Thursday, September 11, 2008

This or That Side of the Line

I John 3:4 Every one who commits sin is guilty of lawlessness; sin is lawlessness.
That was simple. It would also follow that the "sin" done was done against the purveyor of the law. Sins exist in a hierarchy parallel to the governments which issue the laws. Whatever the case, sin is evidently law dependent. It can't even exist without a law. A line has to exist before I might cross it.
Romans 4:15 For the law brings wrath, but where there is no law there is no transgression.
Romans 5:13 .... sin indeed was in the world before the law was given, but sin is not counted where there is no law.

So sin is not a force. Sin is rebellion. And law is not the answer but the necessary cause. But the law is good. What sort of good? It is (in whatever realm of law) the measure of that realm's authority as to what is the wise extent of its citizens' freedom. This very rarely would align with the citizen's desires for his freedom. It is why the lawgiver has to say something and attach punishments to any violation. The law is only a measure of wisdom not a method.
Galatians 2:21 I do not nullify the grace of God; for if justification were through the law, then Christ died to no purpose.

Christians the world over and through many centuries have had a dim view of sin. They naturally, when seeing sin, see the law that made it such and also see "this side of the line drawn" as holiness and the other as transgression. Correct thus far. We have erred in our definition of the problem and consequently we err in our attempts to stave off evil. We see ourselves traveling across the line into sin and so we attempt make the line a speed bump, then a fence, and then a wall and the a DMZ complete with concertina wire and land mines. The problem is not that the law and its punishments are not loud or vigorous enough but is the disconnect between our desires and the lawgiver's which brought the law into being.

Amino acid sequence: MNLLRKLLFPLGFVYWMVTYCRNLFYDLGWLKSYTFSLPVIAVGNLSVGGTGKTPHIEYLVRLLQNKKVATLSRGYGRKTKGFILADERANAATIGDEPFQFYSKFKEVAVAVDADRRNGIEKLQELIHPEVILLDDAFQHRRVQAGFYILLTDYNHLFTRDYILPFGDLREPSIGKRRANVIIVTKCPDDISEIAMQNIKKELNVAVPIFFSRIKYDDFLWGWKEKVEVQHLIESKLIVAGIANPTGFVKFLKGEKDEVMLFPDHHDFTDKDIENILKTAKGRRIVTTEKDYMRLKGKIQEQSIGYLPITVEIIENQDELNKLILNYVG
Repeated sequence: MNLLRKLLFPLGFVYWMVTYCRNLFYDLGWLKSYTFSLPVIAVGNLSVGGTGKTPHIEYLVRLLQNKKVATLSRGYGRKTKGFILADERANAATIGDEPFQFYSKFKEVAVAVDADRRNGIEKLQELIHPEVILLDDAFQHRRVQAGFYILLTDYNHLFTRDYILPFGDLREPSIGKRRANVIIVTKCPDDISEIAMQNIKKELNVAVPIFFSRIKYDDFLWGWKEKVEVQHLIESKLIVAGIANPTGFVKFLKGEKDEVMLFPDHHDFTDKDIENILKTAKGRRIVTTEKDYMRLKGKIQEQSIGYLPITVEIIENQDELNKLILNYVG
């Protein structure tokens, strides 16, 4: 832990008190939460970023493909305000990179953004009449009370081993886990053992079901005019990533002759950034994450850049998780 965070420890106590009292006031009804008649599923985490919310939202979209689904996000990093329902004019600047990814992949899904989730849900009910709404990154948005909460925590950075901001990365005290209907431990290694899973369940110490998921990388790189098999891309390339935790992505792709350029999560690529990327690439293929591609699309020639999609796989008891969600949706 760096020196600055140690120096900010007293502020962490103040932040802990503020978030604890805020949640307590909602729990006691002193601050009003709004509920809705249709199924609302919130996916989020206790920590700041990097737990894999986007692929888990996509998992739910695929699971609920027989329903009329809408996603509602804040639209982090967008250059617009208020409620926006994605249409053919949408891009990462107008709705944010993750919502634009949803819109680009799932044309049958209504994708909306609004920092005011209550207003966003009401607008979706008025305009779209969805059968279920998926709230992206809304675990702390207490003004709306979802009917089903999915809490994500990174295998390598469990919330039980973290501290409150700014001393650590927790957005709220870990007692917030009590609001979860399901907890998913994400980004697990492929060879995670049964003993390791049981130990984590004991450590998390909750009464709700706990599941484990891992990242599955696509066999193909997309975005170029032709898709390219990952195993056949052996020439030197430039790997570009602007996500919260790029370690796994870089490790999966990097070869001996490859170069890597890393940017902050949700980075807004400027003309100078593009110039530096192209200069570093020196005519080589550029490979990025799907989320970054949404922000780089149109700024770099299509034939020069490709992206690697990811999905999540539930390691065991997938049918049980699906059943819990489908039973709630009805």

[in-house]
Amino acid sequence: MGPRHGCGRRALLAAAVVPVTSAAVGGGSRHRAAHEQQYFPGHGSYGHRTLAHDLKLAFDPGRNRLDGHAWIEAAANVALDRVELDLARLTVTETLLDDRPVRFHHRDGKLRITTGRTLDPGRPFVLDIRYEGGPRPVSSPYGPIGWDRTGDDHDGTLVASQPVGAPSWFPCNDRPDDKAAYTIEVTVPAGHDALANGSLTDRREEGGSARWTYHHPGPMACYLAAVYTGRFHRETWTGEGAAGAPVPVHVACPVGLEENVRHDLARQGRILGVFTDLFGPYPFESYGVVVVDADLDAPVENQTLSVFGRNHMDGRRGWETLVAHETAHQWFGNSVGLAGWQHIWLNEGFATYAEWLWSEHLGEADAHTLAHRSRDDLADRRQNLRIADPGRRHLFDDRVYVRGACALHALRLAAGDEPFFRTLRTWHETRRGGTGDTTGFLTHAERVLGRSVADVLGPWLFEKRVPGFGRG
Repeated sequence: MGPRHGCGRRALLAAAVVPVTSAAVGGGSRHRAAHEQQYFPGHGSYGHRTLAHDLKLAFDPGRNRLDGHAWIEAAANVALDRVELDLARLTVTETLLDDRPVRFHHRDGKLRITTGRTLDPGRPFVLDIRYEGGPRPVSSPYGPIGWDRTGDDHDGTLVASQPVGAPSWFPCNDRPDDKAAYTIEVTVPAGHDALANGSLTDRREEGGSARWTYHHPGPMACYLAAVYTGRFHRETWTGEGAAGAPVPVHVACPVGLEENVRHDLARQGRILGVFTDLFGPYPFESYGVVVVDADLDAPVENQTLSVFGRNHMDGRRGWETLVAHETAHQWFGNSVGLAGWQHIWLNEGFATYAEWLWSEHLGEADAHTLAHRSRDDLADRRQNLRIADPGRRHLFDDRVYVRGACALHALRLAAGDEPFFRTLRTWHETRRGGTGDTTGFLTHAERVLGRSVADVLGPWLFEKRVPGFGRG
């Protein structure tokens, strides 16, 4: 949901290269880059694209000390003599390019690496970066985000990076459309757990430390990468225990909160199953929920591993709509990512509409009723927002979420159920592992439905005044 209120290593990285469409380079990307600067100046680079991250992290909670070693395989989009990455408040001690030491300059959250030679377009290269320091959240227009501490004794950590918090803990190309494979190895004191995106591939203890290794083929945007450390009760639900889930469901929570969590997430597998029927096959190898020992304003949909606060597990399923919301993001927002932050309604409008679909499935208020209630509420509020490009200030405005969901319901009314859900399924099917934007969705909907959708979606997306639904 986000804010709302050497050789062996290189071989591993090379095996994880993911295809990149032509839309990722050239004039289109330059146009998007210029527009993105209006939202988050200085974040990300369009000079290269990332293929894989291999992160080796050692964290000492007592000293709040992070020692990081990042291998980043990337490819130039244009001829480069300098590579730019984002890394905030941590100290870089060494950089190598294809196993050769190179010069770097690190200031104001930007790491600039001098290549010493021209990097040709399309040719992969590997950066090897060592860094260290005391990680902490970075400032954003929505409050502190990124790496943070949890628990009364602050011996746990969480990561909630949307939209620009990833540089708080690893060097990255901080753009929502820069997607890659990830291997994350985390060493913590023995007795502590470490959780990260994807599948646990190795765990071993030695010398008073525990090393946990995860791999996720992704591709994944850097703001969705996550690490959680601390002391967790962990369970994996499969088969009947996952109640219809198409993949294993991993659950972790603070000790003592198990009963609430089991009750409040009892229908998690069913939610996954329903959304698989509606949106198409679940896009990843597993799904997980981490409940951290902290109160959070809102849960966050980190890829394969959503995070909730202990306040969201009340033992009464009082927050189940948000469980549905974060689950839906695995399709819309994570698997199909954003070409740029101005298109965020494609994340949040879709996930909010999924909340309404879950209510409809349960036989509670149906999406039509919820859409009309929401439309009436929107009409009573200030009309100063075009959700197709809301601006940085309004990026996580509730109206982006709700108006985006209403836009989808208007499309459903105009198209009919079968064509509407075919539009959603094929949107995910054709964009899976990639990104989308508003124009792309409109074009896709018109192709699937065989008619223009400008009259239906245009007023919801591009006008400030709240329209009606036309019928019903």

We, in Christ, are being changed into His likeness. As the Holy Spirit works in us we are remade into His desires. The Christian is one who has found, like Christ, that God's design of His world is our new desire and His wisdom is becoming our wisdom.
Galatians 5:16 -18 But I say, walk by the Spirit, and do not gratify the desires of the flesh. For the desires of the flesh are against the Spirit, and the desires of the Spirit are against the flesh; for these are opposed to each other, to prevent you from doing what you would. But if you are led by the Spirit you are not under the law.

The Oracle is, to quote a prophet, one of your own (Outback Steakhouse commercials), "No rules, just right."

5 comments:

Matthew N. Petersen said...

Quoting Augustine again?

"Love God and do as you please."

Evan B. Wilson said...

Great minds...
I can't hep myself.

Matthew N. Petersen said...

Two firsts in one day!

First you quoted Augustine, then you said he was a great mind.

Evan B. Wilson said...

Good morning Matt! It's a new day!
Many people are scary brilliant but live out their lives arranging their positional folly and error to look presentable.
My recommendation to Augustine is that he use his brilliance to reexamine his own view. Being called smart enough to arrange error into a cohesive whole is, at best, a backhanded compliment. It takes quite a mind to make the pieces fit but not resemble the picture on the box.

Matthew N. Petersen said...

Well, your picture looks like his.